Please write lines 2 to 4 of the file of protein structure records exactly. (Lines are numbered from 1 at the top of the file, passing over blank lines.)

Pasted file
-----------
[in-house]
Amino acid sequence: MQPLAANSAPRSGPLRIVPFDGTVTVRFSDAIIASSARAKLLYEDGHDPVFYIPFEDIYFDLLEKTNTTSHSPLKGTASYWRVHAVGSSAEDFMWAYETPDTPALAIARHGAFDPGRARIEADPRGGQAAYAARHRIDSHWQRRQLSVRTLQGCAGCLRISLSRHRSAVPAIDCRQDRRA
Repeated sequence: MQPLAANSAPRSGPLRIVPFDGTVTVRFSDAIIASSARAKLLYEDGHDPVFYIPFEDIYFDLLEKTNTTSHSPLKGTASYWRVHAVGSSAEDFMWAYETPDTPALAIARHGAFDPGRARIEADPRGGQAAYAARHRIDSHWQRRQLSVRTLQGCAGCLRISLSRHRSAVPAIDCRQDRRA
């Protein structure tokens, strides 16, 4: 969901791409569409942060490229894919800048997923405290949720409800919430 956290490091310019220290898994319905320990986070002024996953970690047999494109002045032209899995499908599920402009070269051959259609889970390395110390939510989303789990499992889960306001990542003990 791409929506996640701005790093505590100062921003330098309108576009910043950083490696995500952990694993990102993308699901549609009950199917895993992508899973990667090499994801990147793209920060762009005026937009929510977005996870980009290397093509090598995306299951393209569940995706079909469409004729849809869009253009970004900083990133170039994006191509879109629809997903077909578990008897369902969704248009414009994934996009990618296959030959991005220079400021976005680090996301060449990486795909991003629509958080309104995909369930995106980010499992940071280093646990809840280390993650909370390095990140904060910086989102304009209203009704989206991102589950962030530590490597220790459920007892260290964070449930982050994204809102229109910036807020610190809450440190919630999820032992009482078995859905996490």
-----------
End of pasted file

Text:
Amino acid sequence: MQPLAANSAPRSGPLRIVPFDGTVTVRFSDAIIASSARAKLLYEDGHDPVFYIPFEDIYFDLLEKTNTTSHSPLKGTASYWRVHAVGSSAEDFMWAYETPDTPALAIARHGAFDPGRARIEADPRGGQAAYAARHRIDSHWQRRQLSVRTLQGCAGCLRISLSRHRSAVPAIDCRQDRRA
Repeated sequence: MQPLAANSAPRSGPLRIVPFDGTVTVRFSDAIIASSARAKLLYEDGHDPVFYIPFEDIYFDLLEKTNTTSHSPLKGTASYWRVHAVGSSAEDFMWAYETPDTPALAIARHGAFDPGRARIEADPRGGQAAYAARHRIDSHWQRRQLSVRTLQGCAGCLRISLSRHRSAVPAIDCRQDRRA
């Protein structure tokens, strides 16, 4: 969901791409569409942060490229894919800048997923405290949720409800919430 956290490091310019220290898994319905320990986070002024996953970690047999494109002045032209899995499908599920402009070269051959259609889970390395110390939510989303789990499992889960306001990542003990 791409929506996640701005790093505590100062921003330098309108576009910043950083490696995500952990694993990102993308699901549609009950199917895993992508899973990667090499994801990147793209920060762009005026937009929510977005996870980009290397093509090598995306299951393209569940995706079909469409004729849809869009253009970004900083990133170039994006191509879109629809997903077909578990008897369902969704248009414009994934996009990618296959030959991005220079400021976005680090996301060449990486795909991003629509958080309104995909369930995106980010499992940071280093646990809840280390993650909370390095990140904060910086989102304009209203009704989206991102589950962030530590490597220790459920007892260290964070449930982050994204809102229109910036807020610190809450440190919630999820032992009482078995859905996490």